Children's Cancer Hospital in Cairo will be anything but typical. As a teaching facility, built and operated solely by donations, it will provide a benchmark of healthcare excellence for the children of Egypt and the Middle East, incorporating Western standards of technology, infection control and care. For the first time, this region will benefit from a playful, family-oriented facility created according to principles of “positive distraction.” As one of the largest hospitals in the world dedicated to pediatric cancer care, it can double in size, both horizontally and vertically.

Treatment and recovery will be achieved by combining medical-surgical care with a regionally sensitive and playful atmosphere, consisting of art, activities and education. From a distance, the building's large structural screens mounted on the exterior skin of the bed towers resemble sails atop vessels navigating the Nile River. Although metaphoric, these forms are functional, providing shade and energy conservation for this fully sealed glass building


PROJECT CATEGORY Project in Progress (2003)

CHIEF ADMINISTRATOR Dr. Hesham Dinana, Association of Friends of the National Cancer Institute (AFNCI), Project Managing Director, +(20) 2-365-5233

FIRM Jonathan Bailey Associates, (469) 227-3900

DESIGN TEAM Dr. Sherif Abouel Naga, Managing Director (AFNCI); Randy Pool, President (BR+A Consulting Engineers_Florida, Inc.); Ingbert Larsson, Project Manager (Skanska International AB); Eng. Hassan Maltawi, Project Coordinator (Hamza Associates)




TOTAL LAND AREA 107,639 sq. ft.

TOTAL COST (EXCLUDING LAND) $64,000,000 (U.S. dollars)

Patients and visitors will be mesmerized by a four-story domed structure spanning the atrium lobby's musical carousel. Adorned with a giant diamond-screen television, this lyrical sphere provides a landmark at the main entrance for passersby on their daily trips through the arches of the ancient aqueduct from the Old City. Patients and families enjoying the security and comfort of the therapeutic gardens adjacent to the hospital's outpatient center will also be able to view the diamond-screen television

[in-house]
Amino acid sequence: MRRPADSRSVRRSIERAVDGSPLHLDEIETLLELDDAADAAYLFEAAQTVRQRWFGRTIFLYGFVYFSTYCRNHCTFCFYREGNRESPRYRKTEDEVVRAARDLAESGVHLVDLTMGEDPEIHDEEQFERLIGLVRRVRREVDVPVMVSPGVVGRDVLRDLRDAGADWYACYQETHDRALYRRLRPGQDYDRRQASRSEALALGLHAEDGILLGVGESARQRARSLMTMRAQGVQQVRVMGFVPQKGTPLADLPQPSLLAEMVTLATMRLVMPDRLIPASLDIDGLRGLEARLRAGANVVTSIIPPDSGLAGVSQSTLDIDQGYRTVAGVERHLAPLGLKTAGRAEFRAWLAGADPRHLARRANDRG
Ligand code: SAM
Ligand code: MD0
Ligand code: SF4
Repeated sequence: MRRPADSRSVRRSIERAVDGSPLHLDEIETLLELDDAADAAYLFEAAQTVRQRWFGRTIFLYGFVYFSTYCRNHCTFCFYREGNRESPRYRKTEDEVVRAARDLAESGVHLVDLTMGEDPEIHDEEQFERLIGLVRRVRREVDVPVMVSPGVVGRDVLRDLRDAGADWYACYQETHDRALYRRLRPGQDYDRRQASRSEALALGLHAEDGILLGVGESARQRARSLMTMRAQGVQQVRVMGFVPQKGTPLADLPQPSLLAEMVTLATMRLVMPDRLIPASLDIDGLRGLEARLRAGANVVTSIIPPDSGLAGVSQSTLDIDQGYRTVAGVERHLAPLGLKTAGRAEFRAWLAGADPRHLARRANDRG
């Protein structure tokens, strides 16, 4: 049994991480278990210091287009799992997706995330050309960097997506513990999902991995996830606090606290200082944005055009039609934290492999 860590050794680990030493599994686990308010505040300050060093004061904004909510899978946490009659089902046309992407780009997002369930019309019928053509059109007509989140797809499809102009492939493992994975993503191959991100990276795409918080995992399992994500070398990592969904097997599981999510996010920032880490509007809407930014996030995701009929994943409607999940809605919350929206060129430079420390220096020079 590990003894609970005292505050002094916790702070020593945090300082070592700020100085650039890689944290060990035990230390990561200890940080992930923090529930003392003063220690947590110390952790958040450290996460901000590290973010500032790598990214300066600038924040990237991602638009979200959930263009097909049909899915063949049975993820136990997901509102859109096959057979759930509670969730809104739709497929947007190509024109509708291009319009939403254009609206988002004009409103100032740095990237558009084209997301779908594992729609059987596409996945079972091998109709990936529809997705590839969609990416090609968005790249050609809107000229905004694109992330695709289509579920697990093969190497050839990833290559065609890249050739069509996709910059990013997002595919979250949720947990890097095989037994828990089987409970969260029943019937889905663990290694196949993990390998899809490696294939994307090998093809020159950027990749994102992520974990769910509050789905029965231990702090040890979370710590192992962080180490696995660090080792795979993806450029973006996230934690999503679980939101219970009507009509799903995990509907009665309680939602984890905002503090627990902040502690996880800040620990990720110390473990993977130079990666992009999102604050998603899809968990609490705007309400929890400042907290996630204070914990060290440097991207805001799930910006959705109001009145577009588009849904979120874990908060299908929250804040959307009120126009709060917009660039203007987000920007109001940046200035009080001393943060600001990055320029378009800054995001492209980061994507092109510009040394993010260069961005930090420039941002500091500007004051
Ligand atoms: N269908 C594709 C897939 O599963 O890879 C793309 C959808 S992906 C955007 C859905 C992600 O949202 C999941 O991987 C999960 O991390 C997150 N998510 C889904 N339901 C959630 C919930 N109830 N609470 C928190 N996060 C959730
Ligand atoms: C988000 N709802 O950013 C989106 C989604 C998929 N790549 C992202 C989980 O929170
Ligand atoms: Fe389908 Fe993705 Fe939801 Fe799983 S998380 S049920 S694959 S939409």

Because the site is near a public mosque, staff and visitors will have convenient access for prayer times during the day. When time is of the essence, a dedicated prayer room in the hospital, with adjoining ablution rooms to provide foot and body cleansing before prayer time, will accommodate spiritual reflection. Large sitting areas with gender separation will be equipped with appropriate toilet room fit-outs. These communal environments will offer refuge to groups of family members who will travel long distances to see loved ones.

The hospital design is highly functional. The unique “cloverleaf” nursing unit layout is unusually flexible. Each of the three 10-bed modules (or clusters) will be able to change function to provide critical, medical, surgical or hospice care. Handheld computer devices will give nurses more mobility and closer access to bedside activity. Convenient patient server rooms will house medical records, supplies, medications, linen and computer/phone workstations. Although modules will be monitored from the central nurses' station, each can be equipped with a nurses' substation